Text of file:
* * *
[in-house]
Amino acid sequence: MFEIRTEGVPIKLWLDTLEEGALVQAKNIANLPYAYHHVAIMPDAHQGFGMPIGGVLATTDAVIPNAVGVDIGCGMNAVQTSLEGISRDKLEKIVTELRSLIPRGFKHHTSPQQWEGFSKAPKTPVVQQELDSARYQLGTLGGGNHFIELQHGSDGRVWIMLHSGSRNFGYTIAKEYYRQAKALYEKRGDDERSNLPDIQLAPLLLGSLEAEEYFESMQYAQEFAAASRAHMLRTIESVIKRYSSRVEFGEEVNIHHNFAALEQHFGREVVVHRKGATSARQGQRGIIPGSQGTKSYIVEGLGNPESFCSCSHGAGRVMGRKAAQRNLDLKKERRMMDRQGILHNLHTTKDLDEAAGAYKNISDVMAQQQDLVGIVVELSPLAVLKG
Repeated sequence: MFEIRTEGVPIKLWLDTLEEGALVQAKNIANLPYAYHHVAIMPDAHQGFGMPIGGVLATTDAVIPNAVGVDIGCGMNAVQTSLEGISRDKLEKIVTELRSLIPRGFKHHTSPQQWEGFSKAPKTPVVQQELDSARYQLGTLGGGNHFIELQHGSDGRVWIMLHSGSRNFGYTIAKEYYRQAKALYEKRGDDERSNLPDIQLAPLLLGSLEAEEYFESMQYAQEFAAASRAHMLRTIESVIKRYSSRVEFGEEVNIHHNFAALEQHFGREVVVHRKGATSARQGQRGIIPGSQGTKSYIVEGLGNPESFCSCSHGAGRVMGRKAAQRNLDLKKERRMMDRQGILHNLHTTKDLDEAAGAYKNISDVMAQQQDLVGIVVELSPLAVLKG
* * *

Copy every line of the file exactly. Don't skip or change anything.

[in-house]
Amino acid sequence: MFEIRTEGVPIKLWLDTLEEGALVQAKNIANLPYAYHHVAIMPDAHQGFGMPIGGVLATTDAVIPNAVGVDIGCGMNAVQTSLEGISRDKLEKIVTELRSLIPRGFKHHTSPQQWEGFSKAPKTPVVQQELDSARYQLGTLGGGNHFIELQHGSDGRVWIMLHSGSRNFGYTIAKEYYRQAKALYEKRGDDERSNLPDIQLAPLLLGSLEAEEYFESMQYAQEFAAASRAHMLRTIESVIKRYSSRVEFGEEVNIHHNFAALEQHFGREVVVHRKGATSARQGQRGIIPGSQGTKSYIVEGLGNPESFCSCSHGAGRVMGRKAAQRNLDLKKERRMMDRQGILHNLHTTKDLDEAAGAYKNISDVMAQQQDLVGIVVELSPLAVLKG
Repeated sequence: MFEIRTEGVPIKLWLDTLEEGALVQAKNIANLPYAYHHVAIMPDAHQGFGMPIGGVLATTDAVIPNAVGVDIGCGMNAVQTSLEGISRDKLEKIVTELRSLIPRGFKHHTSPQQWEGFSKAPKTPVVQQELDSARYQLGTLGGGNHFIELQHGSDGRVWIMLHSGSRNFGYTIAKEYYRQAKALYEKRGDDERSNLPDIQLAPLLLGSLEAEEYFESMQYAQEFAAASRAHMLRTIESVIKRYSSRVEFGEEVNIHHNFAALEQHFGREVVVHRKGATSARQGQRGIIPGSQGTKSYIVEGLGNPESFCSCSHGAGRVMGRKAAQRNLDLKKERRMMDRQGILHNLHTTKDLDEAAGAYKNISDVMAQQQDLVGIVVELSPLAVLKG